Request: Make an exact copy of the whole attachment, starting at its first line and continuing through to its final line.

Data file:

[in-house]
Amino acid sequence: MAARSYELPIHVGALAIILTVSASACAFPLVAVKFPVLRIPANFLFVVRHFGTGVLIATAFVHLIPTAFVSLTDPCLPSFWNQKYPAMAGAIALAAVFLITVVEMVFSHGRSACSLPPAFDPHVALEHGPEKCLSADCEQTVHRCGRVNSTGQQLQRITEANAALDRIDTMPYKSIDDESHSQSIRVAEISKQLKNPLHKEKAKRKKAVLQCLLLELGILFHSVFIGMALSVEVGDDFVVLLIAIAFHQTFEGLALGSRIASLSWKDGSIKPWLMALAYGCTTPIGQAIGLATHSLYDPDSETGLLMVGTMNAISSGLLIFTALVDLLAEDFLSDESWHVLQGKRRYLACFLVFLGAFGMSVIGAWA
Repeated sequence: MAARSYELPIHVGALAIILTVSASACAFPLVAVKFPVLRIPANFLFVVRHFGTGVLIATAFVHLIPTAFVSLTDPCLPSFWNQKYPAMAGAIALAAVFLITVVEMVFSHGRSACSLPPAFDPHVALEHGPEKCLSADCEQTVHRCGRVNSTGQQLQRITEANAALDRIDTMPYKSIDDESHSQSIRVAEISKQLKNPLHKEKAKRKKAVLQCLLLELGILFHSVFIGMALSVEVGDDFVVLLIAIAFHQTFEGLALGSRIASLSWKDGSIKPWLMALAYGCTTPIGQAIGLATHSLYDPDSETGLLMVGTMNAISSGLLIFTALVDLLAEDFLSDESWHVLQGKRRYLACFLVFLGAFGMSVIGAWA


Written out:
[in-house]
Amino acid sequence: MAARSYELPIHVGALAIILTVSASACAFPLVAVKFPVLRIPANFLFVVRHFGTGVLIATAFVHLIPTAFVSLTDPCLPSFWNQKYPAMAGAIALAAVFLITVVEMVFSHGRSACSLPPAFDPHVALEHGPEKCLSADCEQTVHRCGRVNSTGQQLQRITEANAALDRIDTMPYKSIDDESHSQSIRVAEISKQLKNPLHKEKAKRKKAVLQCLLLELGILFHSVFIGMALSVEVGDDFVVLLIAIAFHQTFEGLALGSRIASLSWKDGSIKPWLMALAYGCTTPIGQAIGLATHSLYDPDSETGLLMVGTMNAISSGLLIFTALVDLLAEDFLSDESWHVLQGKRRYLACFLVFLGAFGMSVIGAWA
Repeated sequence: MAARSYELPIHVGALAIILTVSASACAFPLVAVKFPVLRIPANFLFVVRHFGTGVLIATAFVHLIPTAFVSLTDPCLPSFWNQKYPAMAGAIALAAVFLITVVEMVFSHGRSACSLPPAFDPHVALEHGPEKCLSADCEQTVHRCGRVNSTGQQLQRITEANAALDRIDTMPYKSIDDESHSQSIRVAEISKQLKNPLHKEKAKRKKAVLQCLLLELGILFHSVFIGMALSVEVGDDFVVLLIAIAFHQTFEGLALGSRIASLSWKDGSIKPWLMALAYGCTTPIGQAIGLATHSLYDPDSETGLLMVGTMNAISSGLLIFTALVDLLAEDFLSDESWHVLQGKRRYLACFLVFLGAFGMSVIGAWA